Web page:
Catastrophe theory fits research on the destructive self-talk of musicians (Steptoe & Fidler, 1987). The most detrimental style of pre-performance thinking they called catastrophising(e.g., I think I am going to faint; I'm sure to make a dreadful mistake and that will ruin everything). The best kind of self-talk was realistic appraisal (I'm bound to make a few mistakes, but so does everyone; the audience wants me to play well and will make allowance for a few slips; I'll concentrate on technical aspects of the music and the interpretation I've prepared). Not surprisingly, performers who catastrophise are most prone to stage fright. Realistic appraisal, showed the classic curvilinear relationship with performance anxiety, being used most by those with moderate (optimal) levels of anxiety.
Various drugs have been used to tackle stage fright, both officially and self prescribed. These are of three main types: (1) Anxiolytics(e.g.,alcohol,benzodiazapines, cannabis) are often used in self-treatment but they diminish performance, are more or less addictive, and ultimately destructive - hence are not to be recommended. (2)Stimulants (e.g., caffeine, amphetamine, cocaine) are also widely used in self-treatment - to stay awake and to provide energy and inspiration (especially among jazz musicians with late night gigs). These tend to be addictive and detrimental in the long-run and should also be avoided. (3) Beta-blockers(e.g., nadolol, oxprenolol) are supposed to control the physical symptoms of fear without cognitive impairment. They are used by many orchestral musicians, particularly for auditions and important occasions (27% according to one American survey) but their side effects are potentially serious and their efficacy unclear. Controlled trials show that they do reduce heart rate and tremor but have minimal effect on subjective anxiety and do not consistently improve the quality of musical performance. They also raise ethical issues akin to the doping of athletes.
Exercise is a much healthier approach than drugs. Physical activity is an effective antidote to anxiety and depression and fitness has been shown to promote stress resistance. Exposure to fresh air and open sky (even if not blue) is also beneficial, especially in winter, when many people in Northern latitudes suffer vitamin D deficiency. It is important to take regular breaks between practice sessions to avoid the 'cluttering' of memory. A proper sleep routine is equally important. Sleep is not just time wasted; it consolidates new learning. Late nights and drinking, by contrast, impair concentration. A snooze before an important performance is usually better than a last-minute rehearsal.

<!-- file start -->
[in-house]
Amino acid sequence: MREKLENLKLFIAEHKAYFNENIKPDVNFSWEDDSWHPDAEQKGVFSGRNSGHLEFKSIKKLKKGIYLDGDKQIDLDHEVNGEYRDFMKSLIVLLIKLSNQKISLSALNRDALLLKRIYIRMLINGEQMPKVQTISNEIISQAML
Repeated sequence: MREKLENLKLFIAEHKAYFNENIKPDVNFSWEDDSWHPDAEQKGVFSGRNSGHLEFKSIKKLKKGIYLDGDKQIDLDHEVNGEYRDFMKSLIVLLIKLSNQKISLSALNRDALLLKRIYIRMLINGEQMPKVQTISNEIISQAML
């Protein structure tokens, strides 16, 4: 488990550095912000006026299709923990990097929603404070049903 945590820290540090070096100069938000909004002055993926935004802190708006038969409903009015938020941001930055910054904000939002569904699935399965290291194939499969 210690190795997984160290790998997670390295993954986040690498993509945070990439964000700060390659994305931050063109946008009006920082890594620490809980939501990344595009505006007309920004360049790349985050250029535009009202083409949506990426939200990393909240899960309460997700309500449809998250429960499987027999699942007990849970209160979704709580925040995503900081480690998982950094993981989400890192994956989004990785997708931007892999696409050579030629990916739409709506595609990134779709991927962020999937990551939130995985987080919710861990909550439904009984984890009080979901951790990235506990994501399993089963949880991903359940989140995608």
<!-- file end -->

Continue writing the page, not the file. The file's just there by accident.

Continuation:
A classic behaviour therapy approach to phobias of all kinds is calledsystematic desensitisation. This begins with training in muscle relaxation (possibly including biofeedback), then feared scenarios are introduced in graded doses, usually in imagination first, then in reality. The theory is to break the fear>escape habit by persuading the performer to remain exposed to the source of their terror until it proves its harmlessness. This procedure has a good record of success, especially with speech anxiety, but does not address the obstinacy of stage fright in seasoned performers.
There is evidence that hyperventilation is common among nervous performers, making it akin to panic disorder. Overly fast and deep breathing, surplus to requirements, leads (paradoxically) to oxygen deprivation in the brain, hence dizziness and loss of concentration. The problem applies particularly to singers and wind-instrument players and seems to be more common in female performers.
A suitable treatment in such cases is breathing retraining, which involves learning to breathe slowly, especially in the expiration phase. Of course, this is an important component of relaxation training and therefore is often done in connection with other behavioural therapies.
Cognitive therapies are concerned with maladaptive modes of thinking and the way in which attention is allocated during performance. The focus of attention may be in three directions:
(1) The self: How am I looking? Am I playing well?
(2) The audience: How are they reacting? Are they impressed or showing signs of boredom/dislike?
(3) The music: Absorption in its technical intricacies, its shape and the emotions evoked by it.